Maximization Principle

Katz and Kahn (1978 p. 97) note that organizations are likely to grow and maximize their organizational structure. Some dynamics that produce this are:

1. Proficiency dynamic leads to an increase in organizational capabilities (through technical improvements that expand capacity for instance)

2. Expansion as a simple solution to system strain. The organization can't meet all the demands placed on it which causes internal strain. Compromise tends to add things in subsystems instead of reducing them. Sometimes a larger superstructure is created to oversee the subsystems having the conflict.

3. Environmental Demands. Often increasing output volume and profits can improve one's survivability. Controlling more of the environment through expansion is also advantageous. Top management often becomes more specialized and numerous.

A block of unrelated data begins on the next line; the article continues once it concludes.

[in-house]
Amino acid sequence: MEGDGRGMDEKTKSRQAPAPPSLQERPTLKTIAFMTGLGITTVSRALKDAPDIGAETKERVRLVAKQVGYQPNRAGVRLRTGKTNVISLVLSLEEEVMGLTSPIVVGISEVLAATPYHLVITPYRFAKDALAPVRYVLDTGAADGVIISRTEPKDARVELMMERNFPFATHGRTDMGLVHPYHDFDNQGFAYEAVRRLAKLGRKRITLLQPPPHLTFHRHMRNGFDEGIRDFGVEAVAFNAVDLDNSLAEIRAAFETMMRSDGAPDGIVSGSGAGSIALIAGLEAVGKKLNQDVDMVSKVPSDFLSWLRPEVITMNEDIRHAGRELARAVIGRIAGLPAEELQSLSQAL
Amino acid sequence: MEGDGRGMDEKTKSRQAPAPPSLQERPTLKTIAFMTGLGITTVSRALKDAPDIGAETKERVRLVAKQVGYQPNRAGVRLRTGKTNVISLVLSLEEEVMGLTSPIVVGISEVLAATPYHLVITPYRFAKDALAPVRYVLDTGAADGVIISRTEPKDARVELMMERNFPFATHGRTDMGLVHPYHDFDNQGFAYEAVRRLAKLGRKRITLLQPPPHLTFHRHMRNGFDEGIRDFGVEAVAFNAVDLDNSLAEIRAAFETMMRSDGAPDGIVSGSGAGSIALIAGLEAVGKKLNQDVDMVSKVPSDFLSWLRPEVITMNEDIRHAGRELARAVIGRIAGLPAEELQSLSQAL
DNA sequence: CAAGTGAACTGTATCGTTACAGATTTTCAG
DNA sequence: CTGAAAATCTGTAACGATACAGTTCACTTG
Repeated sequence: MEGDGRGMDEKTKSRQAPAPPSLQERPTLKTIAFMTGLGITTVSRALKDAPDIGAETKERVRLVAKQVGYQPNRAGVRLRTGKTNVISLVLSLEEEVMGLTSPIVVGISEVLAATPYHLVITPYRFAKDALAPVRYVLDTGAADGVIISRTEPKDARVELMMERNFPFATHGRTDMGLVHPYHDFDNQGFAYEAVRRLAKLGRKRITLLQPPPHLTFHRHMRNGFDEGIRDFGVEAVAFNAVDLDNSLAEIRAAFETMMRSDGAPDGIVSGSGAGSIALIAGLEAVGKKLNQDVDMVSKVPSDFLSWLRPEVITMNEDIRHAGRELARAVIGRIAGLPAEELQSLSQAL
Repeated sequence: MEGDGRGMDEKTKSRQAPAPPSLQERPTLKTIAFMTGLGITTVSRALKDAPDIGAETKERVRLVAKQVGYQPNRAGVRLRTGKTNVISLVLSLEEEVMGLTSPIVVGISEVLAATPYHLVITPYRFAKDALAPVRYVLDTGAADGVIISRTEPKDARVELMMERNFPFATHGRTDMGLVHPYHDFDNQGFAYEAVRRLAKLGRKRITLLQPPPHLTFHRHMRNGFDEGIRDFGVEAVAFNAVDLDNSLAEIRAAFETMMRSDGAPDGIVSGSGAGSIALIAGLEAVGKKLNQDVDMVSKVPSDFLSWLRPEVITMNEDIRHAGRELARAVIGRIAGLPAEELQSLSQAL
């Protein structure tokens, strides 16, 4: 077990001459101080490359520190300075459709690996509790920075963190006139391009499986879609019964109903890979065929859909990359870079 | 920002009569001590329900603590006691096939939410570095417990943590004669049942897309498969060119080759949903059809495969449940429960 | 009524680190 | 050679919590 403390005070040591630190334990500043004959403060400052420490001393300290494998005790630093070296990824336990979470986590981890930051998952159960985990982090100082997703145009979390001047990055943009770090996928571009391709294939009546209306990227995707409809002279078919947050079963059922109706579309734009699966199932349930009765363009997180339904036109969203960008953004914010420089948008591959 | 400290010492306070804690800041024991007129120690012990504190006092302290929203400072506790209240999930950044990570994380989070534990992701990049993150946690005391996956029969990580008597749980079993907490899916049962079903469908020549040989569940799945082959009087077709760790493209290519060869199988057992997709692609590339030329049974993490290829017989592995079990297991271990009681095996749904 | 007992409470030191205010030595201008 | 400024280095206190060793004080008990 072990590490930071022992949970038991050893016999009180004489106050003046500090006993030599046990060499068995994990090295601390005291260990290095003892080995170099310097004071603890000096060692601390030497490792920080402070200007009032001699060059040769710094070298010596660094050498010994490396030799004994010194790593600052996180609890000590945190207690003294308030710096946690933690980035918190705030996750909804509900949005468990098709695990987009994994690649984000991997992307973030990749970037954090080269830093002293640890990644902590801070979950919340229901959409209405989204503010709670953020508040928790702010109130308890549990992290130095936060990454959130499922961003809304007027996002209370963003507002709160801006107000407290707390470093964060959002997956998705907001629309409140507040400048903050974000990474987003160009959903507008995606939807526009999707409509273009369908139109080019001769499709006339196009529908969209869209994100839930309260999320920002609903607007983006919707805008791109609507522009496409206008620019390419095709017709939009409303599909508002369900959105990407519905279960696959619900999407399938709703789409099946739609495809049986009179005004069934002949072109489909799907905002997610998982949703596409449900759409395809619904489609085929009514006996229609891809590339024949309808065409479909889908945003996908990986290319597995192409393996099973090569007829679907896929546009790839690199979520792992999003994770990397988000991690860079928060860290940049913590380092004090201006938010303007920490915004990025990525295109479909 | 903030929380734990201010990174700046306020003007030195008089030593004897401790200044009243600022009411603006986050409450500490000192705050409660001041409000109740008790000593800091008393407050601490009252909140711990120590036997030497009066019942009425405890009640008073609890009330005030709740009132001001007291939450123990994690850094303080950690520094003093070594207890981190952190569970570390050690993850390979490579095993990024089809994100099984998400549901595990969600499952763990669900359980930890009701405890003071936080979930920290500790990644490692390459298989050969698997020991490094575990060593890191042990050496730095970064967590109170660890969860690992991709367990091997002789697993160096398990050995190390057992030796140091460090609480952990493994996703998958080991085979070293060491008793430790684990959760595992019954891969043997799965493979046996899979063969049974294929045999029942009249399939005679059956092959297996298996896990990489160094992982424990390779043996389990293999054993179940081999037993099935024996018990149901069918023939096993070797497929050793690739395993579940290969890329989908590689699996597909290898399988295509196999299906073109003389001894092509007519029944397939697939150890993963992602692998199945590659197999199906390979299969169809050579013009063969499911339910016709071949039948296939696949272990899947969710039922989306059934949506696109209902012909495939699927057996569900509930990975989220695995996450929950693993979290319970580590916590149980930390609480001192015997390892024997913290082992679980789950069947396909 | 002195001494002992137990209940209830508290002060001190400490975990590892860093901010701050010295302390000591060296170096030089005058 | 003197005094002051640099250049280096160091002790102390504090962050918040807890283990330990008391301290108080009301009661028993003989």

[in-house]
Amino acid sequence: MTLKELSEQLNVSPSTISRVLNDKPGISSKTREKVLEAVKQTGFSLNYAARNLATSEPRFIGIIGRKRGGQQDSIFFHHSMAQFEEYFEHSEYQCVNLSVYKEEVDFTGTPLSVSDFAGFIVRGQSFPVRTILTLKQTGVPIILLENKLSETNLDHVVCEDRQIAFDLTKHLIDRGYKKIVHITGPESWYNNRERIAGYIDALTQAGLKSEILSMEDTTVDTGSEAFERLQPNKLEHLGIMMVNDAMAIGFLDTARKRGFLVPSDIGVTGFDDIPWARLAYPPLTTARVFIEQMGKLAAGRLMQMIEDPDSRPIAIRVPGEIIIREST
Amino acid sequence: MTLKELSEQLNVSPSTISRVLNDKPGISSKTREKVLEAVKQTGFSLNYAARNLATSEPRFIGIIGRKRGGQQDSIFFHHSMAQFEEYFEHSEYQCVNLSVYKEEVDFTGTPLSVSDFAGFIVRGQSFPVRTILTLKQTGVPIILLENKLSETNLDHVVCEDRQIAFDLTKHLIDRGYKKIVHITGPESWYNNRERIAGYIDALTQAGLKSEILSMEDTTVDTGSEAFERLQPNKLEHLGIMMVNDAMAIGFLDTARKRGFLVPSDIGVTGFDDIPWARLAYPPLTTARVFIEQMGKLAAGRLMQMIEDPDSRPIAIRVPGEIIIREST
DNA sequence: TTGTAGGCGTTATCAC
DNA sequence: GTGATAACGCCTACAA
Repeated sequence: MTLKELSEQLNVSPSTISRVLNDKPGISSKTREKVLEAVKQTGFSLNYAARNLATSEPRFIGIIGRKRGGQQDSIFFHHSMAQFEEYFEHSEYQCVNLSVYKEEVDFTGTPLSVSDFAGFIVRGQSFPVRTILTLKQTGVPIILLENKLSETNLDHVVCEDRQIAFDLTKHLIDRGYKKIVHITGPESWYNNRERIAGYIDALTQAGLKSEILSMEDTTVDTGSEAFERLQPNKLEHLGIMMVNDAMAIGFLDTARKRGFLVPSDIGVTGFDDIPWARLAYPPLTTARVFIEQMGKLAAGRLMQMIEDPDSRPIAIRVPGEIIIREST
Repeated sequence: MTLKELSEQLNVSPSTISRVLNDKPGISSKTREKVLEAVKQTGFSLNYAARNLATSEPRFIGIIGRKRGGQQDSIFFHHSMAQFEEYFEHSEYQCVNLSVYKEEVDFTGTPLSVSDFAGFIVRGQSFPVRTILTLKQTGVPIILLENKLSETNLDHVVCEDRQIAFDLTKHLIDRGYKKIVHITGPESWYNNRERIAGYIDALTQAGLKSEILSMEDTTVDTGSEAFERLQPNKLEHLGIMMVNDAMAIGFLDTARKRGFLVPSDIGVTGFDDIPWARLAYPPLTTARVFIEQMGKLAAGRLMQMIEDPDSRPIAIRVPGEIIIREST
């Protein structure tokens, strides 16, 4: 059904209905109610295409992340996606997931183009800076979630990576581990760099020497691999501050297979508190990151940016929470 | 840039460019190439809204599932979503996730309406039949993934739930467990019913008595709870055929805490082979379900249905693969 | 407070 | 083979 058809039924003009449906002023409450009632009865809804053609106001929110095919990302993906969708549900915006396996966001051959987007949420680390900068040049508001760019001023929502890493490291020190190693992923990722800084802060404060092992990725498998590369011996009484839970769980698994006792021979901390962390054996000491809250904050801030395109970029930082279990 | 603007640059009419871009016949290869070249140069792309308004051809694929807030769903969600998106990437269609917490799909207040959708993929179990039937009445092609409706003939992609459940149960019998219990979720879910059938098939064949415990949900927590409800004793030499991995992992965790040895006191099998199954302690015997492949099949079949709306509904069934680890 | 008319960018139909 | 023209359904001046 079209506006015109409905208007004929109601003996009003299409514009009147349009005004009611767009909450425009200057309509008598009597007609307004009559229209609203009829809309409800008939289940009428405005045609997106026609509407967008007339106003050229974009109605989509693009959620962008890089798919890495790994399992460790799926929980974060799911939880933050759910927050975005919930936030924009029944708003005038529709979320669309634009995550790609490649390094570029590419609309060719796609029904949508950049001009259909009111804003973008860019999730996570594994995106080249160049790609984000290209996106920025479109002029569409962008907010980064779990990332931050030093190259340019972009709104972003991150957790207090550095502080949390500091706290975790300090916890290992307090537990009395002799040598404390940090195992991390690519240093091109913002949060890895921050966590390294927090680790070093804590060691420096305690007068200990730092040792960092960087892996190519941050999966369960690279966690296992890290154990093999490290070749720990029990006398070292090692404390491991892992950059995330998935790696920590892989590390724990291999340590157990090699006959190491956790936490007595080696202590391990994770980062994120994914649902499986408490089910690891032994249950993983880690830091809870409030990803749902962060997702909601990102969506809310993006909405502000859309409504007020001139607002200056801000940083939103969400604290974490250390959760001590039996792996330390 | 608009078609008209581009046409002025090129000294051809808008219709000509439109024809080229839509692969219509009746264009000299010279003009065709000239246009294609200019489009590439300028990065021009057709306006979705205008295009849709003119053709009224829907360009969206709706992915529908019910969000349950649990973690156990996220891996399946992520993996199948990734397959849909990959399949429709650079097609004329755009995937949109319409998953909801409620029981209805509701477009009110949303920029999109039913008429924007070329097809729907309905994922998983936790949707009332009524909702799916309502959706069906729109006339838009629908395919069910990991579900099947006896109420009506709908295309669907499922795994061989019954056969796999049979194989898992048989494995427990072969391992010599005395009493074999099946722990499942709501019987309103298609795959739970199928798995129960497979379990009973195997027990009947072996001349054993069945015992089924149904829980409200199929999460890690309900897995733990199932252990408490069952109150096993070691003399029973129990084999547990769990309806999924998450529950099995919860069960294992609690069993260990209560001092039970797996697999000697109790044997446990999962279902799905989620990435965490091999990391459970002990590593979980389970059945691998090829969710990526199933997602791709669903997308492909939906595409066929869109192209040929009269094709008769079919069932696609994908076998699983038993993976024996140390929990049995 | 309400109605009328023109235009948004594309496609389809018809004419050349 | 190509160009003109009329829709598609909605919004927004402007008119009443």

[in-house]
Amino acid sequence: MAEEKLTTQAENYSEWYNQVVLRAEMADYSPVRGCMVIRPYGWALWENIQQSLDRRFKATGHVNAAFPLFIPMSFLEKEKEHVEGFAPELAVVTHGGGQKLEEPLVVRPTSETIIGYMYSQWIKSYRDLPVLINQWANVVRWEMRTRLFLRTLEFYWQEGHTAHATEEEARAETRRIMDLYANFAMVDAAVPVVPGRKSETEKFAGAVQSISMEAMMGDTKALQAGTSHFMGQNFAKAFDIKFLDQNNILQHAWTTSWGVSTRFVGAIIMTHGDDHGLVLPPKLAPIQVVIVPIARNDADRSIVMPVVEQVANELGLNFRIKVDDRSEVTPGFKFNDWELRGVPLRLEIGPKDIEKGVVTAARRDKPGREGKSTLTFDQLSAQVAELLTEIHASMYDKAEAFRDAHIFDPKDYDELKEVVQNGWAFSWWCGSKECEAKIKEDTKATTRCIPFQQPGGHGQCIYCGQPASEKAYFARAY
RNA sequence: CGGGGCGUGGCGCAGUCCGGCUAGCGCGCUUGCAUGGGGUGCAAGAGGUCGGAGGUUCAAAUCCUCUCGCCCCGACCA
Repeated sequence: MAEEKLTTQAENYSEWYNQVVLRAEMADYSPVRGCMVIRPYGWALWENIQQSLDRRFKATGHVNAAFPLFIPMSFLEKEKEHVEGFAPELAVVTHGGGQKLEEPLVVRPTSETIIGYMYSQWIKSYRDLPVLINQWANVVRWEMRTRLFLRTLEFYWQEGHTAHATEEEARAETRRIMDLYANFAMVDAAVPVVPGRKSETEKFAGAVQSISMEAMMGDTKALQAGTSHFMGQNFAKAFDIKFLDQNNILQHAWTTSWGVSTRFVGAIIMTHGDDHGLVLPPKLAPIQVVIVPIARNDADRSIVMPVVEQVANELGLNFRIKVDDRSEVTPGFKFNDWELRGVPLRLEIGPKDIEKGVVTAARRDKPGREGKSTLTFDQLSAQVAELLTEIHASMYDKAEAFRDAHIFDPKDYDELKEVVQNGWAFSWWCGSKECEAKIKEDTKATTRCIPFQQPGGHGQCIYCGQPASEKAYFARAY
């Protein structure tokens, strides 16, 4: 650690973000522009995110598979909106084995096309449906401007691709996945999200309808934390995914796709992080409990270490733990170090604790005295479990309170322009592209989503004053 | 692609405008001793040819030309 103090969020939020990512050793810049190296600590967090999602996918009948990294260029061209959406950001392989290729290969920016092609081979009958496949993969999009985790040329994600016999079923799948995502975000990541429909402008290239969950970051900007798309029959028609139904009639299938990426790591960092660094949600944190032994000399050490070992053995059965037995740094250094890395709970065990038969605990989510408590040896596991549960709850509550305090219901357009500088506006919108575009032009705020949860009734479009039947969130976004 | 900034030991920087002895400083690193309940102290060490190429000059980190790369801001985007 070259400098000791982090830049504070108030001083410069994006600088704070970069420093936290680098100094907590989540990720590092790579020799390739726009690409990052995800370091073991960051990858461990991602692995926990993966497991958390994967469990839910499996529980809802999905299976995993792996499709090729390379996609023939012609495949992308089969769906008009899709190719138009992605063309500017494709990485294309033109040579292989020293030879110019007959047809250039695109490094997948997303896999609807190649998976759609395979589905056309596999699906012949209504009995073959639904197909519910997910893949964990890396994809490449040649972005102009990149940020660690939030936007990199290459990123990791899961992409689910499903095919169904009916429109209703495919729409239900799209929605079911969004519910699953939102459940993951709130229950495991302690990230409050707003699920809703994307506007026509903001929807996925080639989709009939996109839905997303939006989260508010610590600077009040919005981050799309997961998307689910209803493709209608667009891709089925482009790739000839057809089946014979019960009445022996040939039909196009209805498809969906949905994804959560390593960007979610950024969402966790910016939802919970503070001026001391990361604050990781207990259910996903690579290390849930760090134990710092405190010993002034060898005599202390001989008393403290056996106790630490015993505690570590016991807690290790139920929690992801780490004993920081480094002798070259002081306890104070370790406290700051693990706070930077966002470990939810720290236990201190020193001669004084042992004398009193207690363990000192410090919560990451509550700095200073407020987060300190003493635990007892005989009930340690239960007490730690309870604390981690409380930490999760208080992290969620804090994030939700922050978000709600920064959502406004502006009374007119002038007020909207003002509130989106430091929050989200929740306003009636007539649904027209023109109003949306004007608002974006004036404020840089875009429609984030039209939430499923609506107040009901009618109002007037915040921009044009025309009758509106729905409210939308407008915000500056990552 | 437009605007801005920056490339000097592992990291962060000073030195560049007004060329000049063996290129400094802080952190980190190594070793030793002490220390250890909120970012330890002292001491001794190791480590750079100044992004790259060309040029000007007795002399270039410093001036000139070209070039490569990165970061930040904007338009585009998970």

4. Nature of Bureaucratic Structure. The budgeting process is one example of internal processes that favor maximization of budgets (and resources and hence power). What was a special case in one budget becomes mandatory in the next one.

5. Organizational Ideology. Growth is provided as a basis for an organization's existence and mission. Profit-making institutions have an ideology of profit maximization.